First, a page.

Monday, March 29, 2010


From Blake's Notebook (E 480)

"I have Mental Joy & Mental Health
And Mental Friends & Mental wealth
Ive a Wife I love & that loves me
Ive all But Riches Bodily"

William Blake's wife Catherine seems to have been a reliable companion to him, a support, an assistant, and a necessary ingredient for his happiness. She is not often mentioned or alluded to in his writing. Below are quotes from his letters and the two mentions in Milton in which Blake himself appears as a character and speaks of his 'Shadow of Delight'.

In the drawing by her husband Catherine appears modest and gentle. In the video about Blake and Paine, Catherine is portrayed as feisty and protective toward William. All these characteristics (and more) must have been a part of a woman who could live in harmony with a man of such genius and such other-worldliness.

William Blake and Thomas Paine Video

(E 709):
"To William Hayley Esqre at Miss Pooles, Lavant
near Chichester, Sussex
H[ercules] B[uildings] Lambeth Sept 16. 1800
Leader of My Angels
My Dear & too careful & over joyous Woman has Exhausted her strength to such a degree with expectation & gladness added to labour in our removal that I fear it will be Thursday before we can get away from this---- City I shall not be able to avail myself of the assistance of Brunos fairies. But I invoke the Good Genii that Surround Miss Pooles Villa to shine upon my journey thro the Petworth road which by your fortunate advice I mean to take but whether I come on Wednesday or Thursday That Day shall be marked on my calendar with a Star of the first magnitude
Eartham will be my first temple & altar My wife is like a
flame of many colours of precious jewels whenever she hears it named Excuse my haste & recieve my hearty Love & Respect
I am Dear Sir
Your Sincere
My fingers Emit sparks of fire with Expectation of my future labours"

(E 723):
"[To] Mr Butts, Great Marlborough Street,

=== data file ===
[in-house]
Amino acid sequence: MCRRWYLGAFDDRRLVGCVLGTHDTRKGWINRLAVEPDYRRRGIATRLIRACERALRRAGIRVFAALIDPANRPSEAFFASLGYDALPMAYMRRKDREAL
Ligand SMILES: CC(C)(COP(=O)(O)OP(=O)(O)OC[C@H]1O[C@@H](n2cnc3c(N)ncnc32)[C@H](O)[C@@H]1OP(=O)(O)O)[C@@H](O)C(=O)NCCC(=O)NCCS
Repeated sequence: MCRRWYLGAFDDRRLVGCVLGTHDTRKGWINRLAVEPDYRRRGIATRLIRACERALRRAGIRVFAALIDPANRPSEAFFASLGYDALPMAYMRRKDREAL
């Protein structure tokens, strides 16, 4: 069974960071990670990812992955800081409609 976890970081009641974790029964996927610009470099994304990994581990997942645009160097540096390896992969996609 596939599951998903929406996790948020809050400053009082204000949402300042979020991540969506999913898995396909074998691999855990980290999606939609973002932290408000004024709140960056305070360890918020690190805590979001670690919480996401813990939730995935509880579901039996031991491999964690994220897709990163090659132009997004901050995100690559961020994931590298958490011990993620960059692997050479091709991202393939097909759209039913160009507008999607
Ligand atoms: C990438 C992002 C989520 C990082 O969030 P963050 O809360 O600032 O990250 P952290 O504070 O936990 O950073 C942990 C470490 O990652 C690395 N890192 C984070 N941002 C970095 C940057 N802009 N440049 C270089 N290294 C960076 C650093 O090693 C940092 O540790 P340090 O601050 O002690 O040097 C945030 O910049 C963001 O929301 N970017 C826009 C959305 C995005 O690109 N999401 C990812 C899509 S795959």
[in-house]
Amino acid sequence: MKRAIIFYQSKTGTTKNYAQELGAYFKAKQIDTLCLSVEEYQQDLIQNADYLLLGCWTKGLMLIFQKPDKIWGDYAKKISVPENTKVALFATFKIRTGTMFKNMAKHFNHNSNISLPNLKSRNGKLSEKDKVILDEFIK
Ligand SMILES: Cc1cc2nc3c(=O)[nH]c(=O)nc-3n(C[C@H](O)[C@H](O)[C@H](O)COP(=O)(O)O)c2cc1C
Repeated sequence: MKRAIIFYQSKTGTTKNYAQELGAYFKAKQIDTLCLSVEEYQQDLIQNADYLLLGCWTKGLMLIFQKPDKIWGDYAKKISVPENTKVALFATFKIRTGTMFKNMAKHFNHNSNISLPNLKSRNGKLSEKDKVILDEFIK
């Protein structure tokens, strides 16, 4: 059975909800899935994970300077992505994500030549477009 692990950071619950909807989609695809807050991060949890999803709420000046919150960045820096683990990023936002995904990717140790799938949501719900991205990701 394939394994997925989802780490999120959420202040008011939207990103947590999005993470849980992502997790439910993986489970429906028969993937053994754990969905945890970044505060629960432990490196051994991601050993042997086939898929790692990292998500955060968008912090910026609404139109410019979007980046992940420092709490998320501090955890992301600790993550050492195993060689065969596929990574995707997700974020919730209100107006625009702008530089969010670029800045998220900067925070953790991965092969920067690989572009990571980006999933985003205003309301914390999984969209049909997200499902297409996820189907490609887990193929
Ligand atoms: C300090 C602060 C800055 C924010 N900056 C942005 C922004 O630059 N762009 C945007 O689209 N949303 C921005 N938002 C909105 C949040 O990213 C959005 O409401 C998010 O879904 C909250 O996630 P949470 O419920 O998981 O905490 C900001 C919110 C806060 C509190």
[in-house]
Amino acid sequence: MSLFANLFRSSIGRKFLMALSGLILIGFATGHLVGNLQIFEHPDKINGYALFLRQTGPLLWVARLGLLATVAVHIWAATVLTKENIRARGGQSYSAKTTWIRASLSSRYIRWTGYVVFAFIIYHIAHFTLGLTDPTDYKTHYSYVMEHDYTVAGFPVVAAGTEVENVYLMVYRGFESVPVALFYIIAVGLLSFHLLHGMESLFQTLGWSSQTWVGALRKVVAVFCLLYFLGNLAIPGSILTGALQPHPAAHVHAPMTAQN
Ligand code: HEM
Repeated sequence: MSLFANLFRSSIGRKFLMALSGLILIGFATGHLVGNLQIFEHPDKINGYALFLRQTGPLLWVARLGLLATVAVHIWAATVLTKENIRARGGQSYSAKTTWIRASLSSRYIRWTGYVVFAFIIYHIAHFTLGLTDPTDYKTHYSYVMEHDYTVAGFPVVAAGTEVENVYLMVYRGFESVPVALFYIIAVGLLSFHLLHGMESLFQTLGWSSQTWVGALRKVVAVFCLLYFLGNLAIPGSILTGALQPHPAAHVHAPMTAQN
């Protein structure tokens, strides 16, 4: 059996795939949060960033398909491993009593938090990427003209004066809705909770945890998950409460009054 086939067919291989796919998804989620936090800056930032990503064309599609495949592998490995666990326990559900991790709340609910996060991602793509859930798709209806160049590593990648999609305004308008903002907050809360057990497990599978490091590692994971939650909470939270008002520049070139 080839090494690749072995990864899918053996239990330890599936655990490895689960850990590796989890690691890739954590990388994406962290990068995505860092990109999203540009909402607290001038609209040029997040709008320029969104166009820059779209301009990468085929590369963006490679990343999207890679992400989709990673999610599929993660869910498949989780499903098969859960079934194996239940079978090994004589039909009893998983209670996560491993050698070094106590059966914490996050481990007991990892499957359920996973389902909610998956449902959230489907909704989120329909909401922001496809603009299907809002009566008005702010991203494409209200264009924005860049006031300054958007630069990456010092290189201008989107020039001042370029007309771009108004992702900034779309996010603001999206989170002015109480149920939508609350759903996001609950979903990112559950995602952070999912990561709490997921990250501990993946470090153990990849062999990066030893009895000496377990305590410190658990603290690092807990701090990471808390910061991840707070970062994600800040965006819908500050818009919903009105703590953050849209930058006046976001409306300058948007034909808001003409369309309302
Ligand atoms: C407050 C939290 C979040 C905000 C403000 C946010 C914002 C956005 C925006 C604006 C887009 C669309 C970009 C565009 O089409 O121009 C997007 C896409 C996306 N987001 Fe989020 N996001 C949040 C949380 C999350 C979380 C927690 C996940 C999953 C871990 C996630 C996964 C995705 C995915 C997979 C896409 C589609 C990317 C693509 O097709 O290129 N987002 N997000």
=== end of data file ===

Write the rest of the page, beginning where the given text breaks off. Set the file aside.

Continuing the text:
Oxford Street, London
Felpham Jany 10. 180[3] t
Dear Sir
Your very kind & affectionate Letter & the many kind things you have said in it: calld upon me for an immediate answer. but it found My Wife & Myself so Ill & My wife so very ill that till now I have not been able to do this duty. The Ague & Rheumatism have been almost her constant Enemies which she has combated in vain ever since we have been here, & her sickness is always my sorrow of course"

(E 725):
"[To] Mr Butts, Great Marlborough Street,
Oxford Street, London
Felpham Jany 10. 180[3]
My wife desires her kindest Love to Mrs Butts & I have permitted her to send it to you also. we often wish that we could unite again in Society & hope that the time is not distant when we shall do so. being determind not to remain another winter here but to return to London

I hear a voice you cannot hear that says I must not stay
I see a hand you cannot see that beckons me away

Naked we came here naked of Natural things & naked we shall return. but while clothd with the Divine Mercy we are richly clothd in Spiritual & suffer all the rest gladly
Pray give my
Love to Mrs Butts & your family I am Yours Sincerely

(E 726):
"[To James Blake]
Felpham Jany 30--1803.
Dear Brother
But My Wife has undertaken to Print the whole number of the Plates for Cowpers work which she does to admiration & being under my own eye the prints are as fine as the French prints & please every one. in short I have Got every thing so under my thumb that it is more profitable that things should be as they are than any other way, tho not so agreeable because we wish naturally for friendship in preference to interest.--The Publishers are already indebted to My Wife Twenty Guineas for work deliverd this is a small specimen of how we go on. then fear nothing & let my Sister fear nothing because it appears to me that I am now too old & have had too much experience to be any longer imposed upon only illness makes all uncomfortable & this we must prevent by every means in our power"

Milton, Plate 36, (E 137):
"Walking in my Cottage Garden, sudden I beheld
The Virgin Ololon & address'd her as a Daughter of Beulah[:]
Virgin of Providence fear not to enter into my Cottage
What is thy message to thy friend: What am I now to do
Is it again to plunge into deeper affliction? behold me
Ready to obey, but pity thou my Shadow of Delight
Enter my Cottage, comfort her, for she is sick with fatigue"

Milton, Plate 42 [49] (E 143):
"Terror struck in the Vale I stood at that immortal sound
My bones trembled. I fell outstretchd upon the path
A moment, & my Soul returnd into its mortal state
To Resurrection & Judgment in the Vegetable Body
And my sweet Shadow of Delight stood trembling by my side"

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